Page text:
Coach Dale Lennon
Oct. 14, 2013
By DeMario Phipps-Smith
CARBONDALE, Ill. - Saluki football coach Dale Lennon held his weekly press conference on Monday. SIU will host No. 1 North Dakota State for Homecoming at Saluki Stadium on Saturday, Oct. 19 at 2 p.m.
Q: How confident are you that you can shut down North Dakota State’s rushing attack?
“Every offense is different. I don’t think ‘shut down’ is the right way to describe it. What you want to do is slow them down. You want to get them into manageable downs where you have a defensive advantage. That’s the challenge with the Bison, and quarterback Brock Jensen is playing very well. His completion percentage is around 67 percent. That allows them to do some things on first down that makes it difficult on defenses because you have to play them pretty base. The key for us is to have some first down success and force them into some difficult down-and-distances.”
Q: Could you explain the facial hair, backwards visor and its connection to any superstitions you have?
“We were playing South Dakota State, and it was their homecoming game. The tradition is that men of South Dakota State don’t shave a week prior to that game. I figured that was 24th time I played against them so I could go ahead and do it. The players got a kick out of it when they found out and said ‘coach, put your cap on backwards too.’ They wanted me to have a little swagger when we got on the field. It got them all fired up. We’ve had some success with it, and we’ll do it again this week. It’s more about motivation than it is superstition but I’m saying that not to sound superstitious.”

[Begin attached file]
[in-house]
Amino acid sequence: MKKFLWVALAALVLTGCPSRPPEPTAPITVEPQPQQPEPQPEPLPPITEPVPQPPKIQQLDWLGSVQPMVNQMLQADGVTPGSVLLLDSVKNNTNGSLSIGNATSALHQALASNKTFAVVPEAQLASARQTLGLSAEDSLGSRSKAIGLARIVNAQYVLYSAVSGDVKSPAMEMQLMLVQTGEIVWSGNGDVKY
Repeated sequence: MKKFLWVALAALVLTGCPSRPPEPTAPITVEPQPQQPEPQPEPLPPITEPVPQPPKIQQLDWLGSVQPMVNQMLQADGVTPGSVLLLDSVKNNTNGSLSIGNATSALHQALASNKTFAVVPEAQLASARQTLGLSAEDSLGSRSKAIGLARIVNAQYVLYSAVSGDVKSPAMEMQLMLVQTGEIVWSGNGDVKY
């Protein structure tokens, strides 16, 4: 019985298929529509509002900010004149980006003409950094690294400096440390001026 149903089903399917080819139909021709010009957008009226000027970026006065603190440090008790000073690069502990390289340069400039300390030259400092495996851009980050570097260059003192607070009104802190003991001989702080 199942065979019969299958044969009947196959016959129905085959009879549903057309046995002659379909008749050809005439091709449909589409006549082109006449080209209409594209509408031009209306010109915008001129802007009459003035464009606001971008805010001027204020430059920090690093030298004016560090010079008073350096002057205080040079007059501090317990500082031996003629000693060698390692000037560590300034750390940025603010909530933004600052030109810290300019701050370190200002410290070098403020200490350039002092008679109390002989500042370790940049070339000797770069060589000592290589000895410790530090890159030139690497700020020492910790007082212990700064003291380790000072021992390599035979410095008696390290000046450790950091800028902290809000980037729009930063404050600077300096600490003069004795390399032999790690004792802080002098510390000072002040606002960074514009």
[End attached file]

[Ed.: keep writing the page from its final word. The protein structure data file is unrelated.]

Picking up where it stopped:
Q: How do you feel about your passing game if you have to throw a little more against North Dakota?
Q: North Dakota State returns most of its starters, are they doing things similar to last year?
“They’ve had a lot of success, so they won’t be changing a lot, but they have added some variation. I think they’re doing a little more defensively than they have in the past. For them, the biggest challenge is to improve every week. That can be hard to do when you are consistently the top team.”
Q: Is there a danger of coming into the homecoming game overconfident?
“Not in the scenario we are in. Our backs are up against the wall. We are coming out fighting. We are coming out in survival mode. I don’t know how you can be overconfident when you are just trying to survive.”
Q: With Saluki Stadium being relatively new, do you feel like have a home field advantage?
“I wish our record was better at home. I would like to get the fans more involved in the game. We have homecoming week coming up and I’d love to have an atmosphere similar to what the Fargodome has. When the fans really get into the game, they can be a factor in making the opposing team be aware of silent cadences and snap counts. If we can get to that point, then we’ll feel like we have a home field advantage.”
Q: Why do you feel that your team is better with Malcolm Agnew rushing?
“Malcolm is a good running back. We have a good scheme for him, and we complement him with Tay Willis and Ken Malcolm—both of them aren’t too far behind. I don’t like to think of it as us having a No. 1 back. All three of those guys are critical for our success. A lot of credit has to go to the offensive line, which I think has vastly improved.”
Q: How good do you feel about special teams and punt coverage units?
“I have to feel good about it. NDSU's Ryan Smith—I remember him being pretty special as a high school player—beat my son’s team single-handedly. I don’t want that to happen to me so we have to do a good job covering. It’s all fundamental.”
Q: What kind of step as a program do you think you will take if you are able to beat the No. 1 team in the country?
“It’s the end of the season that will define where the team is. One game does not define a program. I’d like to think we are making good progress. A win would confirm the type of progress we have been making. At the same time, if we win on Saturday and lose the next four that is not good.”